Computer Crime Research Center


Computer crime specialist welcomes internet controls

Date: June 22, 2009

The Guelph Police officer whose job it is to track down criminals on the internet welcomes the call for increased police powers.

Det. Const. Bruce Hunter of the Guelph Police technological crimes section said anything that helps in the fight against internet crime, and in particular child pornography, is a plus.

His comments came the day after the Conservative government introduced two bills aimed at giving police increased access to private internet communications.

"It's been a long time coming. There's been discussion in the past on amending these laws," Hunter said yesterday.

"It's been on the horizon for awhile."

He said it's important for the laws to keep up with the technology that criminals are using on the internet.

"As technology marches on, it's becoming more and more advanced. The ability to hide in cyberspace or on your own computers is out there," Hunter said.

"It's becoming increasingly difficult for us to conduct thorough investigations when they hide things in a virtual world."

Hunter said police investigating cases of internet child exploitation have had certain powers to gain internet service provider address information for some time.

These proposed new laws would enhance that.

"There's things in place now, for child pornography offenses, that we are able to use right now. This just kind of entrenches it," Hunter said.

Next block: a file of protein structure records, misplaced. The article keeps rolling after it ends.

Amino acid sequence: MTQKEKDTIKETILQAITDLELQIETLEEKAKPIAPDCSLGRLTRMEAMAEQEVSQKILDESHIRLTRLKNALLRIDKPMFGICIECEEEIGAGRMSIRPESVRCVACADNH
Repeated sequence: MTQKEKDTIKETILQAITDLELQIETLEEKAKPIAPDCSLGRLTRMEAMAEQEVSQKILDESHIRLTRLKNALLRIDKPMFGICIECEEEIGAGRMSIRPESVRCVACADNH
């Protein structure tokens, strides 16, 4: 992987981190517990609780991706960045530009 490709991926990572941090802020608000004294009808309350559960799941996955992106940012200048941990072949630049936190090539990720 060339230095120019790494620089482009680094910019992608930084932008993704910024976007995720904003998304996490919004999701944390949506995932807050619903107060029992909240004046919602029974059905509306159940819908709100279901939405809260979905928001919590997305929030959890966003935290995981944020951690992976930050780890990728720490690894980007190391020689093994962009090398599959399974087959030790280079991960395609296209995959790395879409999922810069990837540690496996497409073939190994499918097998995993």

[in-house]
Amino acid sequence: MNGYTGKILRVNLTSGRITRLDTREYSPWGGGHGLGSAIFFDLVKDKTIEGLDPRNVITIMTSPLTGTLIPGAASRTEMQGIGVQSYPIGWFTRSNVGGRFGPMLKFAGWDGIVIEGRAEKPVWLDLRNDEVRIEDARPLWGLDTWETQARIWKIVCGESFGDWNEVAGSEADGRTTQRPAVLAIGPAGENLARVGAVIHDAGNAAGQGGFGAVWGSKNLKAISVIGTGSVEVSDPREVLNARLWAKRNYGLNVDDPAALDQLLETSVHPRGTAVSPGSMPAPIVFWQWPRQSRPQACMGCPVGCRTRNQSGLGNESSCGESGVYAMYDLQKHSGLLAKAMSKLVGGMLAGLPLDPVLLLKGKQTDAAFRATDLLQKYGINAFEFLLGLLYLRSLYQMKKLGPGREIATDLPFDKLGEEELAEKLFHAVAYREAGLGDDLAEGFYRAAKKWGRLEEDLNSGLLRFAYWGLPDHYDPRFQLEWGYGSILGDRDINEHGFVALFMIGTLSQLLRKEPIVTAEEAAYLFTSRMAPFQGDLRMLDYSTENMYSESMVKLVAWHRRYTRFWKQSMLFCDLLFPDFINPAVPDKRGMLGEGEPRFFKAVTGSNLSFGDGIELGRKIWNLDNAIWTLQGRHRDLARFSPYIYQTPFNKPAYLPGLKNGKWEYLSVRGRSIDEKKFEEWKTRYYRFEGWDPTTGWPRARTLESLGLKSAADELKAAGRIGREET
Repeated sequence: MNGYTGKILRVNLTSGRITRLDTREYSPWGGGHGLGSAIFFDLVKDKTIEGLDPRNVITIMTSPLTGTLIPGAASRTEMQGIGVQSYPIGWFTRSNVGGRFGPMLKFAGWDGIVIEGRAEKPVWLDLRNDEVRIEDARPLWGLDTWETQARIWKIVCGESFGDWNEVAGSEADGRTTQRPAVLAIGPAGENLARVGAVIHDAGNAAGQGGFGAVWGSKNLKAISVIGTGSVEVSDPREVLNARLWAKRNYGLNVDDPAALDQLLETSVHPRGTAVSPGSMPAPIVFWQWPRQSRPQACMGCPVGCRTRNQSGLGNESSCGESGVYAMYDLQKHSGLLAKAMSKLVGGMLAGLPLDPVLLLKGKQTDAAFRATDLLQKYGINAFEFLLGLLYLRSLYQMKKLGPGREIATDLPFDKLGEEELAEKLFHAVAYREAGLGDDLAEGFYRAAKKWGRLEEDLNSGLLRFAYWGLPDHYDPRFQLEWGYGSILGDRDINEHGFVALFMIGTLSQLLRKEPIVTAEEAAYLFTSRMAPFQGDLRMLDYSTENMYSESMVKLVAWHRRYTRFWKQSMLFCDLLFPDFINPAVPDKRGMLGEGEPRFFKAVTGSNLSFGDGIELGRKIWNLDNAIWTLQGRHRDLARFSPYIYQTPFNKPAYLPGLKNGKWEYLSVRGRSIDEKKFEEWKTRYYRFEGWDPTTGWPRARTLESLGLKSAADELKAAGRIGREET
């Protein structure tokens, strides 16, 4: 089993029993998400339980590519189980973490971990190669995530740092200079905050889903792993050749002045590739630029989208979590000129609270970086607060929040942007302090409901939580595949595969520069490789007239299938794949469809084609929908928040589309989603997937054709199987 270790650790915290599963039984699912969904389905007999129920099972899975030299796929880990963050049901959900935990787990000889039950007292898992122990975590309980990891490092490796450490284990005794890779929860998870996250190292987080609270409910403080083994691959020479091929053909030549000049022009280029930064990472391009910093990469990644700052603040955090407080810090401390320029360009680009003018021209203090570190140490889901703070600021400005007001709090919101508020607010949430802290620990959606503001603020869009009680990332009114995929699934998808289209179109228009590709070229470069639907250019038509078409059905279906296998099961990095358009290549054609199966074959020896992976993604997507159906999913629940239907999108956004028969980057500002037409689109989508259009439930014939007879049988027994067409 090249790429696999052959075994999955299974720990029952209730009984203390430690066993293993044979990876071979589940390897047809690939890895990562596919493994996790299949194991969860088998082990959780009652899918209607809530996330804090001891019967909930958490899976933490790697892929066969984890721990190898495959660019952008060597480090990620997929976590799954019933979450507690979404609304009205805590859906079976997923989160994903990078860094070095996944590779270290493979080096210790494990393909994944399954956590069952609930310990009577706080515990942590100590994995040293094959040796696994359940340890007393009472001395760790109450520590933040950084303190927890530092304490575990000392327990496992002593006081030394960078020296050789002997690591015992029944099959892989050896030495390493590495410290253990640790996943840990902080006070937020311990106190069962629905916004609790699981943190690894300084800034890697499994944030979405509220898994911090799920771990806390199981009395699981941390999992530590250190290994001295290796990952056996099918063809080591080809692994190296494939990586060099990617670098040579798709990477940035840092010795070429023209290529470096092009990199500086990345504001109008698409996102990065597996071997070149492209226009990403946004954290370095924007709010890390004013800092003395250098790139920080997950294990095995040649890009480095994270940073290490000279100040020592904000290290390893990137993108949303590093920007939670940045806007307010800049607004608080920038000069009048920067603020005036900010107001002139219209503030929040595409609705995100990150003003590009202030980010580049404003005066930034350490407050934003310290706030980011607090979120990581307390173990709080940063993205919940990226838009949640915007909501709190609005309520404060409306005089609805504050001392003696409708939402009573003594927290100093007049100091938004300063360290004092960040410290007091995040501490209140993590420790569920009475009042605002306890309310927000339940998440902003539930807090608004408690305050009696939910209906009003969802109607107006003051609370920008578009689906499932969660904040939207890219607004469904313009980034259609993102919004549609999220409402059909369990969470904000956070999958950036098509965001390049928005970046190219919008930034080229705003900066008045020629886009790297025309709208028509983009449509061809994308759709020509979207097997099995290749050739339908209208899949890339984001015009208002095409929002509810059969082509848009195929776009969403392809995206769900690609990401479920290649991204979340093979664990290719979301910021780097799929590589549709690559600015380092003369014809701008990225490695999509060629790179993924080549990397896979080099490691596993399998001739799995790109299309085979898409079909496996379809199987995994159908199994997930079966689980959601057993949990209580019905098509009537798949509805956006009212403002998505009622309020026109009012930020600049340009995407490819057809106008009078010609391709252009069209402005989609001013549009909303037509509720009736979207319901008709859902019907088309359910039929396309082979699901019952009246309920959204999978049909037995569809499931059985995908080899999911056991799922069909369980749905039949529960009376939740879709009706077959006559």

What the new laws would do is make it easier and quicker to investigate all internet crimes, including threats.

"In the United States they only need a subpoena. In Canada we need a search warrant in a lot of cases, and that takes a lot longer," he said.

Hunter said "it's also a tracking tool" for child pornography. "If you had two people exchanging child pornography images, you could get their ISP (internet service provider) information and log where it came from."

The proposed new legislation would:

enable police to access information on an internet subscriber, such as name, street address and email address, without having to get a search warrant.

force internet service providers to freeze data on their hard drives to prevent subscribers under investigation from deleting potentially important evidence.

require telecommunications companies to invest in technology that allows for the interception of Internet communications.

allow police to remotely activate tracking devices already embedded in cellphones and certain cars, to help with investigations.

allow police to obtain data about where internet communications are coming from and going to.

make it a crime to arrange with a second person over the internet the sexual exploitation of a child.

Opponents of the proposed changes have complained that they could be an infringement on privacy and personal freedoms.

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